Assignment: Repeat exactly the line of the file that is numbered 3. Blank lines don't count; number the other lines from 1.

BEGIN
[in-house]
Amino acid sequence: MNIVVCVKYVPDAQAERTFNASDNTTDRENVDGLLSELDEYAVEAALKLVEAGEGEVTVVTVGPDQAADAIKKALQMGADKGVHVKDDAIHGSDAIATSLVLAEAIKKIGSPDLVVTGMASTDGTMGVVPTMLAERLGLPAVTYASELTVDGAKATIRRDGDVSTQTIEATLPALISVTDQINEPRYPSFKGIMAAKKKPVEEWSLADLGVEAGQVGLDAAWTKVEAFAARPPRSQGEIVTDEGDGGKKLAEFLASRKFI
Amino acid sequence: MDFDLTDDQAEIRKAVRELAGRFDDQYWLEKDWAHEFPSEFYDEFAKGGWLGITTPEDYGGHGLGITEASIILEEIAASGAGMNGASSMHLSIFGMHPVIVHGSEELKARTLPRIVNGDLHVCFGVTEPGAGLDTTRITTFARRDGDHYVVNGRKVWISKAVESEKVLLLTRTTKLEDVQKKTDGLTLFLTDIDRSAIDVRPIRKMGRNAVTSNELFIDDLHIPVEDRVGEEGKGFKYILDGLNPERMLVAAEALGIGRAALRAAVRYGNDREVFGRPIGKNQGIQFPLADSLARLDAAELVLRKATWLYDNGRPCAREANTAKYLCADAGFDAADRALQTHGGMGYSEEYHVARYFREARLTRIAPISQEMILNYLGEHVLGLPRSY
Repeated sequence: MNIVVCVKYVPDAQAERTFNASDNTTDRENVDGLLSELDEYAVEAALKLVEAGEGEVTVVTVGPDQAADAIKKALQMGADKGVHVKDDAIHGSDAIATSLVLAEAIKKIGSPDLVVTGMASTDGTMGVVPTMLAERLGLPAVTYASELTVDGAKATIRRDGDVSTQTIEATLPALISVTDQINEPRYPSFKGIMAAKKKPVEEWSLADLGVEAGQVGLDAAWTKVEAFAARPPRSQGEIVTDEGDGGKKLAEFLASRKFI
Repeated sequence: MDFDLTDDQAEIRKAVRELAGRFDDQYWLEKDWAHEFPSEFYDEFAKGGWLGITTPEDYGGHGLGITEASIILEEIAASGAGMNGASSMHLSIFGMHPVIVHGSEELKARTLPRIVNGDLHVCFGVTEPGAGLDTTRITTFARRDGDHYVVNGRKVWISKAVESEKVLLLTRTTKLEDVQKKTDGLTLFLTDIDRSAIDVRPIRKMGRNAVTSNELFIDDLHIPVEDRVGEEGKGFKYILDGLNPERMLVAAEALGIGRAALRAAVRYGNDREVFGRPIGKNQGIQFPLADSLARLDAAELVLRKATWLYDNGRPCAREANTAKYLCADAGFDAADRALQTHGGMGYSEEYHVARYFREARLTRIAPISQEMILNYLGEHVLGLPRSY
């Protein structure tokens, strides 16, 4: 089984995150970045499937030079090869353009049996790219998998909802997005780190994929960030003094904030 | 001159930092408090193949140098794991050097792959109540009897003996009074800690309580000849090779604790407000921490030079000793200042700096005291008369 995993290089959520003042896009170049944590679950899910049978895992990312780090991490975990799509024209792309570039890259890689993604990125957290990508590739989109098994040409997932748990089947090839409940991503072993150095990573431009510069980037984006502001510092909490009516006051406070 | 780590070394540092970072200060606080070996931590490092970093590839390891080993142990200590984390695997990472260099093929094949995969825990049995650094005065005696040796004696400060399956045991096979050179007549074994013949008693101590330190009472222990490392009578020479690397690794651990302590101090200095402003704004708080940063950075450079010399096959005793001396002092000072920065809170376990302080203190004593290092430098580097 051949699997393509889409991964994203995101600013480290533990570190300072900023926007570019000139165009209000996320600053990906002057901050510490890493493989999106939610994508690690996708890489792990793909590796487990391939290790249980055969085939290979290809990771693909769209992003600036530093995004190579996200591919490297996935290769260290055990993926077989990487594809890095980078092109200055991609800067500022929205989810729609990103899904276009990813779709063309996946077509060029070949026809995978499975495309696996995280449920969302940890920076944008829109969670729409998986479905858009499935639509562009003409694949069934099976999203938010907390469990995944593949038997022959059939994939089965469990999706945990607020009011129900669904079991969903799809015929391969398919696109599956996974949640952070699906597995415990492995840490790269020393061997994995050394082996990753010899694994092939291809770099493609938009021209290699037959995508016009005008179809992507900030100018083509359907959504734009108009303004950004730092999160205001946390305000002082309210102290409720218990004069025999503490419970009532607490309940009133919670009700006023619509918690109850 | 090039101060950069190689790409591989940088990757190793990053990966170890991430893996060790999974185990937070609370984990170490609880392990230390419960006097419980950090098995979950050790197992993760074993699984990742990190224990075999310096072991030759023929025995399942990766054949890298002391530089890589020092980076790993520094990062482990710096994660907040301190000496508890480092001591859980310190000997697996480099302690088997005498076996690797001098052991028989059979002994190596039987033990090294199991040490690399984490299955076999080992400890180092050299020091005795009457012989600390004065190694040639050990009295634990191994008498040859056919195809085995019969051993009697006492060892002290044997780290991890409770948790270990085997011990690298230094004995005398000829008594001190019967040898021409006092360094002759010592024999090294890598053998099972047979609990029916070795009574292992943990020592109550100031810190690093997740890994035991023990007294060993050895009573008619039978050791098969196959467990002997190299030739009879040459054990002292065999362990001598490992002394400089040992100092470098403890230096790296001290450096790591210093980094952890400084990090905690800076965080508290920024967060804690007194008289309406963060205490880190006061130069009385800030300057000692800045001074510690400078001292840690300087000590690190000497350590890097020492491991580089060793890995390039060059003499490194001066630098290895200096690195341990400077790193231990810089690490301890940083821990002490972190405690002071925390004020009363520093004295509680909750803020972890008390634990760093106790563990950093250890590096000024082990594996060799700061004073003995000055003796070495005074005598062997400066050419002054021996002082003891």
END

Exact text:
Amino acid sequence: MDFDLTDDQAEIRKAVRELAGRFDDQYWLEKDWAHEFPSEFYDEFAKGGWLGITTPEDYGGHGLGITEASIILEEIAASGAGMNGASSMHLSIFGMHPVIVHGSEELKARTLPRIVNGDLHVCFGVTEPGAGLDTTRITTFARRDGDHYVVNGRKVWISKAVESEKVLLLTRTTKLEDVQKKTDGLTLFLTDIDRSAIDVRPIRKMGRNAVTSNELFIDDLHIPVEDRVGEEGKGFKYILDGLNPERMLVAAEALGIGRAALRAAVRYGNDREVFGRPIGKNQGIQFPLADSLARLDAAELVLRKATWLYDNGRPCAREANTAKYLCADAGFDAADRALQTHGGMGYSEEYHVARYFREARLTRIAPISQEMILNYLGEHVLGLPRSY